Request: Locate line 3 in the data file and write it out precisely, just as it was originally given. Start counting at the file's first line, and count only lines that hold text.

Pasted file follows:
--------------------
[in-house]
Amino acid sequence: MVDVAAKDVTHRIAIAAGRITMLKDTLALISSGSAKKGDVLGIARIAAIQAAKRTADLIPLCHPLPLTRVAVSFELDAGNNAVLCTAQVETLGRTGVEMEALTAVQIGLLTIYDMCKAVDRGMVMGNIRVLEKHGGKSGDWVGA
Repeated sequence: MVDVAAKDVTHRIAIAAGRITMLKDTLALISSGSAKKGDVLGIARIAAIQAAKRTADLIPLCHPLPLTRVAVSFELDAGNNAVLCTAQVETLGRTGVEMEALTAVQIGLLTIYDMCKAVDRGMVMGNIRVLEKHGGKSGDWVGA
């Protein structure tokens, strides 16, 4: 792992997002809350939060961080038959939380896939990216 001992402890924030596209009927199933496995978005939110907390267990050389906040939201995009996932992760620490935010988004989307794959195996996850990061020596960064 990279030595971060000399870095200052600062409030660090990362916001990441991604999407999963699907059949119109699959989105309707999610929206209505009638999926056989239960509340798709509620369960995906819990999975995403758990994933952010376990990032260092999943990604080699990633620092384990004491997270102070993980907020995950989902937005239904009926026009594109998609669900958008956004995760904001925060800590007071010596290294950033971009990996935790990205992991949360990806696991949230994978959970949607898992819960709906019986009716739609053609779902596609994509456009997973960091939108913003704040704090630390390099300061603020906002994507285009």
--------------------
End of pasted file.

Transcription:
Repeated sequence: MVDVAAKDVTHRIAIAAGRITMLKDTLALISSGSAKKGDVLGIARIAAIQAAKRTADLIPLCHPLPLTRVAVSFELDAGNNAVLCTAQVETLGRTGVEMEALTAVQIGLLTIYDMCKAVDRGMVMGNIRVLEKHGGKSGDWVGA